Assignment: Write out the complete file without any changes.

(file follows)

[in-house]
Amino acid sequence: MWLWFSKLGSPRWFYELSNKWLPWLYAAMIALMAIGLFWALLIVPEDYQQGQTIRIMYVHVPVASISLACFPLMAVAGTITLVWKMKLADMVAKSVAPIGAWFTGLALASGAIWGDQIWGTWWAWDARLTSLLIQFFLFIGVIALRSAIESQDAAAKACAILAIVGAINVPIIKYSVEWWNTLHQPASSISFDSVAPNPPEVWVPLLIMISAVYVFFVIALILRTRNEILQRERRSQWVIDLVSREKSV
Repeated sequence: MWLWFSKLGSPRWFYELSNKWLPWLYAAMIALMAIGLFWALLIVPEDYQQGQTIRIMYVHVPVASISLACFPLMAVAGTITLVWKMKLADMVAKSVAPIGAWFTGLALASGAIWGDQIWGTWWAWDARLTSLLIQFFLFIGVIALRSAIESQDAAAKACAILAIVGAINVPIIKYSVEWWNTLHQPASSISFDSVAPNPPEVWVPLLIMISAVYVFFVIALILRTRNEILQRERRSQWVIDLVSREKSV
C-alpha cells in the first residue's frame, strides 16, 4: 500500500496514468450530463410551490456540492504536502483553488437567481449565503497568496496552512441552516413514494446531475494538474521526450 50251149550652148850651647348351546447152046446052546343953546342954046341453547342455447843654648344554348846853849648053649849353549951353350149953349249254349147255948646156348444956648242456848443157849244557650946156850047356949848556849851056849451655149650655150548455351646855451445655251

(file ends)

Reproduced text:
[in-house]
Amino acid sequence: MWLWFSKLGSPRWFYELSNKWLPWLYAAMIALMAIGLFWALLIVPEDYQQGQTIRIMYVHVPVASISLACFPLMAVAGTITLVWKMKLADMVAKSVAPIGAWFTGLALASGAIWGDQIWGTWWAWDARLTSLLIQFFLFIGVIALRSAIESQDAAAKACAILAIVGAINVPIIKYSVEWWNTLHQPASSISFDSVAPNPPEVWVPLLIMISAVYVFFVIALILRTRNEILQRERRSQWVIDLVSREKSV
Repeated sequence: MWLWFSKLGSPRWFYELSNKWLPWLYAAMIALMAIGLFWALLIVPEDYQQGQTIRIMYVHVPVASISLACFPLMAVAGTITLVWKMKLADMVAKSVAPIGAWFTGLALASGAIWGDQIWGTWWAWDARLTSLLIQFFLFIGVIALRSAIESQDAAAKACAILAIVGAINVPIIKYSVEWWNTLHQPASSISFDSVAPNPPEVWVPLLIMISAVYVFFVIALILRTRNEILQRERRSQWVIDLVSREKSV
C-alpha cells in the first residue's frame, strides 16, 4: 500500500496514468450530463410551490456540492504536502483553488437567481449565503497568496496552512441552516413514494446531475494538474521526450 50251149550652148850651647348351546447152046446052546343953546342954046341453547342455447843654648344554348846853849648053649849353549951353350149953349249254349147255948646156348444956648242456848443157849244557650946156850047356949848556849851056849451655149650655150548455351646855451445655251